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How can the flu affect heart health?

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February was American Heart Month, when the CDC’s Division for Heart Disease and Stroke Prevention shines a light on hypertension or high blood pressure, which is a leading risk factor for heart disease and stroke. Cardiovascular disease can affect adults of any age. And one in five adults who died of cardiovascular disease in 2019 were under the age of 65.1Heart health

But February is also historically the peak month of flu season. So, how can the flu or other respiratory illnesses affect heart health?


Infection, inflammation are body stressors

An influenza infection stresses the body and can increase the risk of having a heart attack or stroke, and an underlying health issue like heart disease can cause the flu to transition into something worse. Pneumonia and bacterial pneumonia are the top complications. But cardiac issues like myocarditis, which is inflammation of the heart muscle, or arrhythmia can occur, and so too can stroke.

White blood cells are the body’s first responders and cause inflammation in their fight to protect the body from an infection, bacteria or virus. This increased activity in the body can lead to blood clots, raised blood pressure and swelling or scarring of the heart. These stressors make plaque within the arteries more vulnerable to rupture, which can block oxygen to the heart or brain causing a heart attack or stroke.


Vaccination rates for high-risk groups are not suitable

Flu vaccination in high-risk heart health patients has been associated with a 28% reduced risk of heart attack, a 47% reduced risk of TIA (transient ischemic attack) and a 73% reduced risk of death.2  But the rate of seasonal flu vaccination among high-risk groups like those over the age of 50 and nursing home residents is extremely low.

Flu vaccinations are underutilized, so the American Heart Association partners with the American Lung Association and the American Diabetes Association to deliver the message to providers and the general public that all adults and most children should be receiving flu vaccinations every year.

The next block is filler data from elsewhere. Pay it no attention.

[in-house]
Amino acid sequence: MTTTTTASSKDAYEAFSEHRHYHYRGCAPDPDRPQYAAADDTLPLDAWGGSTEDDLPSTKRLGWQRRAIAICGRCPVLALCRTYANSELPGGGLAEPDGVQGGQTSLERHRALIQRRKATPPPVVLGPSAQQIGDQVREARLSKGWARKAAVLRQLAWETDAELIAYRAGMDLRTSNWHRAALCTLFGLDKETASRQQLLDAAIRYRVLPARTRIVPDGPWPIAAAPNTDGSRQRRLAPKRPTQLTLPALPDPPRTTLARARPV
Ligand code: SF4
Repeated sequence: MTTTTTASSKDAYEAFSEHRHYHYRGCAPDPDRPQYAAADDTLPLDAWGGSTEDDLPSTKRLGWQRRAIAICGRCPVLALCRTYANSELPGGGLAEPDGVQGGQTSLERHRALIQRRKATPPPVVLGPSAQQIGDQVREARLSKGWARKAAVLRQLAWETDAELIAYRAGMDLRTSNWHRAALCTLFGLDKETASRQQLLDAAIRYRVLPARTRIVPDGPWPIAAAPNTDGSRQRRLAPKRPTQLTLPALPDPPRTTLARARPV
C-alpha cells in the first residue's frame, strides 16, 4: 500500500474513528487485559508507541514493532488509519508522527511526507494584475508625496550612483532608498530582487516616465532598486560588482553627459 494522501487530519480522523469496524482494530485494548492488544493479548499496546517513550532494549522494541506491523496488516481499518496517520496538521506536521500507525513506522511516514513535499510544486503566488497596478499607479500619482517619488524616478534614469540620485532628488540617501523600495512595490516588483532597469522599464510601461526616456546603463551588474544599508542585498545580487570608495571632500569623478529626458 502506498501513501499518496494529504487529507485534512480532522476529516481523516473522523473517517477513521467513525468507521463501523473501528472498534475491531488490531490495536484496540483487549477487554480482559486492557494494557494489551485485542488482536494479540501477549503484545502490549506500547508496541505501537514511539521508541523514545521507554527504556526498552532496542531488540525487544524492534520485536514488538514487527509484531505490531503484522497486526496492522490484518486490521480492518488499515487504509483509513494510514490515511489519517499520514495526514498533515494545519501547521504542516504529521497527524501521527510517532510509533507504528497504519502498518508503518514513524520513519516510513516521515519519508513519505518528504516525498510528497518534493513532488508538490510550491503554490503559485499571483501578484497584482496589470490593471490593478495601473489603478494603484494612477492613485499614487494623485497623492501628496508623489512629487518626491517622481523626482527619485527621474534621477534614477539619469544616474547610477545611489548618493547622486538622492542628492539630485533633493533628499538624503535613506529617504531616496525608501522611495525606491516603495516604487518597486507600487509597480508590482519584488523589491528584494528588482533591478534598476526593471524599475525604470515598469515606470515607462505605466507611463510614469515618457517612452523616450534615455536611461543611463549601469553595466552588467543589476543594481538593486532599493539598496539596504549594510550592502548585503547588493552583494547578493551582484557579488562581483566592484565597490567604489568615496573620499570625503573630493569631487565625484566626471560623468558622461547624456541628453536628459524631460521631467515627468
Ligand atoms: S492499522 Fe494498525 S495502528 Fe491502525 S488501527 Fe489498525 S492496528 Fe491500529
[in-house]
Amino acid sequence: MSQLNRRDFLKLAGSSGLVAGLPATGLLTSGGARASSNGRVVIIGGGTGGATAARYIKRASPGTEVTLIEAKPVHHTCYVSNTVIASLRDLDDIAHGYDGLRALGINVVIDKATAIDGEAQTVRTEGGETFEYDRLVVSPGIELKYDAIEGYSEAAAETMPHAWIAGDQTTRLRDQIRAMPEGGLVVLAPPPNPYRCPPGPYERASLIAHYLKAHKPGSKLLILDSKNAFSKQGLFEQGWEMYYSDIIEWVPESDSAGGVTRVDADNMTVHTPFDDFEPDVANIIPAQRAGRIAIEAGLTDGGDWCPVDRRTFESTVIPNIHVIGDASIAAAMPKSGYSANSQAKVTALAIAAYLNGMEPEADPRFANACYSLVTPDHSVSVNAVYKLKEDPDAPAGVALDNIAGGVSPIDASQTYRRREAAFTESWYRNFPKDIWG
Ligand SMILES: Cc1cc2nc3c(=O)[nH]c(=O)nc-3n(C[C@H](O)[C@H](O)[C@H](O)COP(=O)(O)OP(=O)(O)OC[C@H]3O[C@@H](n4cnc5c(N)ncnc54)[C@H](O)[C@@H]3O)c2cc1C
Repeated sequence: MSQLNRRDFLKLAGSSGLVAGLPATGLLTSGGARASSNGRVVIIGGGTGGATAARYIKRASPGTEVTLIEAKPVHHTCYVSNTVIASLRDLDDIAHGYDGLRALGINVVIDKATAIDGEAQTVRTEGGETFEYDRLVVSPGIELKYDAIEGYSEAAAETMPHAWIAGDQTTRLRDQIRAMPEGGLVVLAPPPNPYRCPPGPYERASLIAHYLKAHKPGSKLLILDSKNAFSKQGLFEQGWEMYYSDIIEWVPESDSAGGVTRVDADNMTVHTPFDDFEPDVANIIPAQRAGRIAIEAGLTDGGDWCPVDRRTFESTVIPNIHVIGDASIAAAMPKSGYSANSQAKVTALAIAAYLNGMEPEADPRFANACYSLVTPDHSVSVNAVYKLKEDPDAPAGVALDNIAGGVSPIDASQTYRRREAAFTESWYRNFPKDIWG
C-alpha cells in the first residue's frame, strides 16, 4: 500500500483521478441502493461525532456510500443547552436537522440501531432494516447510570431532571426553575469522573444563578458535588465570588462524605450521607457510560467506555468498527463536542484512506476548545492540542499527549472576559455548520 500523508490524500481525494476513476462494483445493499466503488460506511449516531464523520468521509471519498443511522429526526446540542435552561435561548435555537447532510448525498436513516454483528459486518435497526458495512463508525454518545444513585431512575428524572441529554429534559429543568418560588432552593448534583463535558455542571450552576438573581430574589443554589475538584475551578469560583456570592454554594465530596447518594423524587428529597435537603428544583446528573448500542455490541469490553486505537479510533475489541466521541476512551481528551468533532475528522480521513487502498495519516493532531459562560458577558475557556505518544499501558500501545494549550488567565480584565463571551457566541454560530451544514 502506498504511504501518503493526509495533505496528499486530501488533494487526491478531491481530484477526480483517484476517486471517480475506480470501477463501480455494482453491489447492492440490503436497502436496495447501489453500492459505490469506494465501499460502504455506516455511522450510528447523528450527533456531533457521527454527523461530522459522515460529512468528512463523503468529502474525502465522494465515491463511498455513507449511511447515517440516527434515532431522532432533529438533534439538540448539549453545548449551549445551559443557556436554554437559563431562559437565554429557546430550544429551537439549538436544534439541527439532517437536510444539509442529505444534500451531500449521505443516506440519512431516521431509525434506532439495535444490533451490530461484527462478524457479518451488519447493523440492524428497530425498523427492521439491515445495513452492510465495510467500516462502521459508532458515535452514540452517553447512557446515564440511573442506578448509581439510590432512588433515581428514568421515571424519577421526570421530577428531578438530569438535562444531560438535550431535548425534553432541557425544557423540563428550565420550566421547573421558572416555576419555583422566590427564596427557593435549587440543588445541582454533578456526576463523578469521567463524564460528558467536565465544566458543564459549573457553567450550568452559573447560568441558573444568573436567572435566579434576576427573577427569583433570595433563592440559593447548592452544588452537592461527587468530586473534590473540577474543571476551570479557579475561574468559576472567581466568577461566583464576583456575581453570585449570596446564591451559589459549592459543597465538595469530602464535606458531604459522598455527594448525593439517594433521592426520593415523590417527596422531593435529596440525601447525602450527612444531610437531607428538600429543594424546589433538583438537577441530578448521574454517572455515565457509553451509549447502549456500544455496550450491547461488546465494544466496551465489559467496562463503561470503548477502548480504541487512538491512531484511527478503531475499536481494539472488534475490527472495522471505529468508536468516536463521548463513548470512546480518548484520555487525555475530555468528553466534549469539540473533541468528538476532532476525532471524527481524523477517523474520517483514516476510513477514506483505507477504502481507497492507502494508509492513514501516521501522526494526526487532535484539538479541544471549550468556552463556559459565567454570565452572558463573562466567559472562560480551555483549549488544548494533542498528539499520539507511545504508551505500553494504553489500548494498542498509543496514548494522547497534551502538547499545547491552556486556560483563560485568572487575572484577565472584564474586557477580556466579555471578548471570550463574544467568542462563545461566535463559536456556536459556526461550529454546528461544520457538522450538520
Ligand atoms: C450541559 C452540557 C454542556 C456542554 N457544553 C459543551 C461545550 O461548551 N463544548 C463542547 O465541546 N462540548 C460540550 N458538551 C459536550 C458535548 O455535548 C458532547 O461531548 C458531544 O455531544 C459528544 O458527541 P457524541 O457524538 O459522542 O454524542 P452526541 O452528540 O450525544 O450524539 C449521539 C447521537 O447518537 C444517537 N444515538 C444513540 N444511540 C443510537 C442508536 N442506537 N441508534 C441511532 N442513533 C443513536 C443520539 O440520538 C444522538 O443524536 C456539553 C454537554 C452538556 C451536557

Patients with high blood pressure, diabetes or emphysema critically need flu vaccinations because serious complications from the flu are greater for patients with chronic diseases. According to the American Heart Association’s scientific journal Circulation, getting an annual flu shot can save heart failure patients’ lives.3 As the population ages during the next decade, heart failure is expected to increase.


Reducing premature death

In the study published in the journal and funded by the Danish Heart Foundation, it was found that flu vaccination was associated with an 18% reduced risk of premature death, even after accounting for other factors like medications, other health conditions, income and education.3 And an annual flu vaccination following a heart failure diagnosis was associated with a 19% reduction in both all-cause and cardiovascular death when compared with no vaccination.3

Physicians and cardiologists who care for patients with heart failure must be aware of the benefits of flu vaccinations for these high-risk patients. Lead study author Daniel Modin, an investigator from the University of Copenhagen in Denmark, said flu vaccinations may be regarded as a standard treatment in heart failure similar to medications.



1.  Heart Disease Facts, The Centers for Disease Control and Prevention

2 Flu Vaccine Could Protect Against Serious Heart and Stroke Complications, The American Heart Association

3 Regular Flu Shots May Save Heart Failure Patients’ Lives, The American Heart Association